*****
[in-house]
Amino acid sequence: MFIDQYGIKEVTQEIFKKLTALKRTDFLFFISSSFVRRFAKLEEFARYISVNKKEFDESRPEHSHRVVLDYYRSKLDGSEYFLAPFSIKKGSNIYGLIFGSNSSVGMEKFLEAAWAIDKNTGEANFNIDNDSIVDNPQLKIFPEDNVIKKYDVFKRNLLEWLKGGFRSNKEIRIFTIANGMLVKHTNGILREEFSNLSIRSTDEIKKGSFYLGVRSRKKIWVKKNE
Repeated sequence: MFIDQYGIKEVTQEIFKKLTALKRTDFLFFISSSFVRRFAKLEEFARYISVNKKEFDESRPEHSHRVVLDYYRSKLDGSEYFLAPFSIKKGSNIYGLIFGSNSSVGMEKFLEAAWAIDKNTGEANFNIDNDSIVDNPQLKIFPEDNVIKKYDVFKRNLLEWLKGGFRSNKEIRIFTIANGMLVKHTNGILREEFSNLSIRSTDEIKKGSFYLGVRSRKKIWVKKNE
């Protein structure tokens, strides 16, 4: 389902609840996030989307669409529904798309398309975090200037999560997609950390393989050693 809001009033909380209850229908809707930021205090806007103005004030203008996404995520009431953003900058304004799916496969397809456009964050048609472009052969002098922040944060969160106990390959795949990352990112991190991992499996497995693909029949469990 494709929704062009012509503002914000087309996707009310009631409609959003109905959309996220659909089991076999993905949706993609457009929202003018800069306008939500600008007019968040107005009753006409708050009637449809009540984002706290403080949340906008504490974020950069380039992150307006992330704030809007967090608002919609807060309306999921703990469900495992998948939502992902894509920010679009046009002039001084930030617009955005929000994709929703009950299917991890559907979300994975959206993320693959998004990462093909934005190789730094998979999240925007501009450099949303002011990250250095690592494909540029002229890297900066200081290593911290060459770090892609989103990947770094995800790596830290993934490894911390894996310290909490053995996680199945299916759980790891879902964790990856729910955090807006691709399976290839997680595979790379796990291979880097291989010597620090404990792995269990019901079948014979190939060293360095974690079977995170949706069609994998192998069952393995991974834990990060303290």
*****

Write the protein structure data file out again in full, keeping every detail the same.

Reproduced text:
[in-house]
Amino acid sequence: MFIDQYGIKEVTQEIFKKLTALKRTDFLFFISSSFVRRFAKLEEFARYISVNKKEFDESRPEHSHRVVLDYYRSKLDGSEYFLAPFSIKKGSNIYGLIFGSNSSVGMEKFLEAAWAIDKNTGEANFNIDNDSIVDNPQLKIFPEDNVIKKYDVFKRNLLEWLKGGFRSNKEIRIFTIANGMLVKHTNGILREEFSNLSIRSTDEIKKGSFYLGVRSRKKIWVKKNE
Repeated sequence: MFIDQYGIKEVTQEIFKKLTALKRTDFLFFISSSFVRRFAKLEEFARYISVNKKEFDESRPEHSHRVVLDYYRSKLDGSEYFLAPFSIKKGSNIYGLIFGSNSSVGMEKFLEAAWAIDKNTGEANFNIDNDSIVDNPQLKIFPEDNVIKKYDVFKRNLLEWLKGGFRSNKEIRIFTIANGMLVKHTNGILREEFSNLSIRSTDEIKKGSFYLGVRSRKKIWVKKNE
């Protein structure tokens, strides 16, 4: 389902609840996030989307669409529904798309398309975090200037999560997609950390393989050693 809001009033909380209850229908809707930021205090806007103005004030203008996404995520009431953003900058304004799916496969397809456009964050048609472009052969002098922040944060969160106990390959795949990352990112991190991992499996497995693909029949469990 494709929704062009012509503002914000087309996707009310009631409609959003109905959309996220659909089991076999993905949706993609457009929202003018800069306008939500600008007019968040107005009753006409708050009637449809009540984002706290403080949340906008504490974020950069380039992150307006992330704030809007967090608002919609807060309306999921703990469900495992998948939502992902894509920010679009046009002039001084930030617009955005929000994709929703009950299917991890559907979300994975959206993320693959998004990462093909934005190789730094998979999240925007501009450099949303002011990250250095690592494909540029002229890297900066200081290593911290060459770090892609989103990947770094995800790596830290993934490894911390894996310290909490053995996680199945299916759980790891879902964790990856729910955090807006691709399976290839997680595979790379796990291979880097291989010597620090404990792995269990019901079948014979190939060293360095974690079977995170949706069609994998192998069952393995991974834990990060303290």